AUDIT OF THE INVENTORY MANAGEMENT PROCESSAudit ratings by key audit areaProcess governanceUnsatisfactoryOrder tracking and clearancePartially satisfactoryReceiving and inspectionPartially satisfactoryWarehouse management and inventory controlPartially satisfactoryDelivery and distributionUnsatisfactoryInventory accounting and reportingSatisfactoryKey findings and recommendations7.The audit identified a number of good practices implemented by UNFPA, as well as areas thatrequire management attention, some of a strategic nature and other related to operational andreporting matters. Overall, the audit report includes 21 high and medium priority recommendationsdesigned to help UNFPA improve its inventory management process. Of the 21 recommendations, 3 areof strategic nature, 17 refer to operational matters and the remaining one is related to reporting.Good practices8.The issuance of the Inventory Management Policies and Procedures manual in November 2012represented an important milestone by providing the framework for a more effective inventorymanagement. From that point on, UNFPA has continued to take steps, primarily under the leadership ofits Finance Branch, to enhance the capacity of Inventory Focal Points and other personnel involved ininventory management activities, as well as to enhance the systems used to track inventory flows andreport inventory balances.9.The audit also noted an effective management of the inventory held by the ProcurementServices Branch, and the regular completion of commodity availability surveys for countries supported bythe Global Programme to Enhance Reproductive health Commodity Security, which provide invaluableevidence that can be used by UNFPA country offices and implementing partners to enhance theeffectiveness of their inventory management processes.10.With regards to financial reporting, the audit noted that UNFPA implemented a process thatallows it to report inventory balances in compliance with the requirements of the International PublicSector Accounting Standards.Strategic level11.At the strategic level, the audit pointed to the need to define the ultimate accountability for andownership of the inventory management process, and to better define the roles and responsibilities ofthe different business units and managerial roles involved in the process. The audit also identified theneed to expand the scope of the inventory management policies and procedures, in order to provideguidelines that would contribute to a more effective execution of operational inventory managementand control activities.Office of Audit and Investigation ServicesPage 2 of 29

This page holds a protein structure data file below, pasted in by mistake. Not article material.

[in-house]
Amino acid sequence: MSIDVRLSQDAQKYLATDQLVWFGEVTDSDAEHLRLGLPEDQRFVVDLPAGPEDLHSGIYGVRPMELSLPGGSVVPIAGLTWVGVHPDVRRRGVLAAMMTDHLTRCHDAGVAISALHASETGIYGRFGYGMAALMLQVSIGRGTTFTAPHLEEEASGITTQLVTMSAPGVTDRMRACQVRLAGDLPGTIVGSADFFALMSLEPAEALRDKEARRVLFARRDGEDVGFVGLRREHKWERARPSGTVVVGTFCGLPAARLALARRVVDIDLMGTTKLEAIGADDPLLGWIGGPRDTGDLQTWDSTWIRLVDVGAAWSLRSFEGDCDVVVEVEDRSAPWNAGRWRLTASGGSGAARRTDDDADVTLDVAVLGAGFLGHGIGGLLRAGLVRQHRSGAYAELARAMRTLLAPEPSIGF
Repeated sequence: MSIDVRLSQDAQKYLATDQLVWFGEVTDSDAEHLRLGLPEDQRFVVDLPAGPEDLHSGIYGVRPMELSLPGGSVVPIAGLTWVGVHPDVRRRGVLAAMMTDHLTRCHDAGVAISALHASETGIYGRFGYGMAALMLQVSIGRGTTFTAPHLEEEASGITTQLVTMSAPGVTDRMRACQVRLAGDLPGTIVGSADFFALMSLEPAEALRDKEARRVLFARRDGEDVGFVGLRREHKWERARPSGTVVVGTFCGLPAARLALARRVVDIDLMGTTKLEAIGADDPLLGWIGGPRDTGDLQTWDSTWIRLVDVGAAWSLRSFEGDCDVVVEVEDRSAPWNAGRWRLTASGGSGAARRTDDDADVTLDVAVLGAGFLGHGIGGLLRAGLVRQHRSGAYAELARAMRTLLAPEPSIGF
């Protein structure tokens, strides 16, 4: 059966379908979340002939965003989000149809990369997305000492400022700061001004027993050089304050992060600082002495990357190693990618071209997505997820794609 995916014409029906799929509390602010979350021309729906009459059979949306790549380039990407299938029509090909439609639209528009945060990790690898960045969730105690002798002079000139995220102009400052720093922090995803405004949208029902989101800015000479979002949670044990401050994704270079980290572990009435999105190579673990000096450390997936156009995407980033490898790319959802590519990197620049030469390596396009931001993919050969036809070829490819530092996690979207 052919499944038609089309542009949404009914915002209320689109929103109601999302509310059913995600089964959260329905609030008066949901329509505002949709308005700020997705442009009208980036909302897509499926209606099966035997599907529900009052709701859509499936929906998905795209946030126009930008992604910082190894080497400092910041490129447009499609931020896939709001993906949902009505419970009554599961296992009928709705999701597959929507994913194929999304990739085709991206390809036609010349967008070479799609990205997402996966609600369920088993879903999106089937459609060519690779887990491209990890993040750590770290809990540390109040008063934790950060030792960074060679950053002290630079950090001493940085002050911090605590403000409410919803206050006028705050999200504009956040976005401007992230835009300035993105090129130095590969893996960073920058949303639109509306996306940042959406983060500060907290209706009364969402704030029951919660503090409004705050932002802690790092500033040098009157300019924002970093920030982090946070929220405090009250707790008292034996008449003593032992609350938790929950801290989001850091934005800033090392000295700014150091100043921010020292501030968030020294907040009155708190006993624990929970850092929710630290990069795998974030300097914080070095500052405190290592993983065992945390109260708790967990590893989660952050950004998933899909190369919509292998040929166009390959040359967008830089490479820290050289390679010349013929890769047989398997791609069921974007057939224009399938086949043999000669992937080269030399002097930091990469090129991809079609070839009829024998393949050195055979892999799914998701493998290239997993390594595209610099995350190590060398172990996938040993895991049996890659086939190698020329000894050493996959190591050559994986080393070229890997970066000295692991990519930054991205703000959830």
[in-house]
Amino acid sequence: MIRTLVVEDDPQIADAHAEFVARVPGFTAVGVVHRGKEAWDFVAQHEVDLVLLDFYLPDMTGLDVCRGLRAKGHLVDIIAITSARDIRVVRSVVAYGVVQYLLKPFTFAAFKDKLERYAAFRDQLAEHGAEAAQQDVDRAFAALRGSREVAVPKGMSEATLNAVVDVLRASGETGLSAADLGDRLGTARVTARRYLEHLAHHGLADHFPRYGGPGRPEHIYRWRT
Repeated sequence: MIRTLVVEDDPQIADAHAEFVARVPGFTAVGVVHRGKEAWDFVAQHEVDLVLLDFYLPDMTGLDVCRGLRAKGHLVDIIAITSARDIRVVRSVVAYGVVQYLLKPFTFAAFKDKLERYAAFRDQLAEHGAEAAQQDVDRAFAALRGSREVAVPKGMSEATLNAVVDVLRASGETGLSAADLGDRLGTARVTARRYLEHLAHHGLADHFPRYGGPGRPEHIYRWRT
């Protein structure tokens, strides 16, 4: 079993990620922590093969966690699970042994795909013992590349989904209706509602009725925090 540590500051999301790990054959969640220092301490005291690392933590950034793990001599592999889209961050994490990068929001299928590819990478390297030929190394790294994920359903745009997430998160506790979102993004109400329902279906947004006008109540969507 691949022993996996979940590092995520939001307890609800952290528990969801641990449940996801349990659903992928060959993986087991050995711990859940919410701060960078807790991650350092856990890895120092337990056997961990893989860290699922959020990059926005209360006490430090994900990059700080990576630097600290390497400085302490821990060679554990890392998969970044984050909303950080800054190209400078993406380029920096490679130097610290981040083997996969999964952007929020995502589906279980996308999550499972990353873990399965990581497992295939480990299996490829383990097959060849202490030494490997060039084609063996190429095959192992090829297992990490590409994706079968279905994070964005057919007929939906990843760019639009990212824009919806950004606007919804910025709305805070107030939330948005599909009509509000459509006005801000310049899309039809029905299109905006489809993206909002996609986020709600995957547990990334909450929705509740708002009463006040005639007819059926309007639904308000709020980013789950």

AUDIT OF THE INVENTORY MANAGEMENT PROCESSOperational level12.Activities assigned to Inventory Focal Points should be more clearly defined and a mandatorytraining programme developed to provide them with the skills required for a more effective performanceof their duties.13.The order tracking, receiving and inspection processes, as well as inventory controls, need to beenhanced. Managerial oversight controls have to be implemented at country office, regional office andheadquarters level to ensure that: (i) inventory is timely cleared from customs and delivered toimplementing partners and beneficiaries; and (ii) excess inventory is timely identified and distributedwell ahead of its expiration date. In particular, regional office oversight over inventory managementactivities should be clarified and expanded.14.Of paramount importance is the need to significantly increase and enhance monitoring of thedistribution of inventory by implementing partners, to ensure that inventory promptly reaches itsintended beneficiaries and to help discharge fiduciary accountability obligations towards the donors thatfund the procurement of such inventory.15.From a technology point of view, Management needs to ensure the timely implementation ofthe new order tracking and inventory control systems, currently planned to take place in 2015, which willprovide the enhanced functionality required to help address several of the issues identified through thisaudit.16.Finally, the audit observed the need to consistently document the delivery of inventory toimplementing partners and beneficiaries, through the use of the handover and earmarking forms asprescribed by the policies and procedures in place.Reporting level17.Managements should also take prompt action to enhance the inventory accounting process, byrecording inventory transactions through the use of general ledger control accounts and expensinginventory only at the time it is delivered to the implementing partners or beneficiaries for which it wasprocured.Management response18.Management has reviewed the OAIS report on audit of the inventory management process andnoted issues and control weaknesses identified in this report. UNFPA management acknowledges thatthe combination of factors such as the importance of reproductive health commodities to theorganization’s mandate, total amount spent on commodities every year, continuous growth trend andidentified control weaknesses, all make inventory management an area that could be affected by risks ofinefficient use of resources, waste and inability to meet program goals and objectives. Managementfurther realizes that addressing these risks will require a series of actions by multiple parties withinorganization implemented over a period of time.Office of Audit and Investigation ServicesPage 3 of 29

AUDIT OF THE INVENTORY MANAGEMENT PROCESS19.In Management’s view, issues pertaining to the inventory management process can be groupedunder the following categories:a) Strategic: accountability issues and allocation of roles and responsibilities within the businessprocess;b) Operational: roles and responsibilities of Inventory Focal Points, ‘in country logistics’management, capacity building within field offices, and inventory management informationsystems;c) Compliance: adherence to mandatory procedures and compliance requirements as per theUNFPA Inventory Management Policies and Procedures manual; andd) Reporting: visibility of inventory balances throughout current strategic information systemsand data quality dashboards.20.Management believes that no single unit within the organization will be able to address all is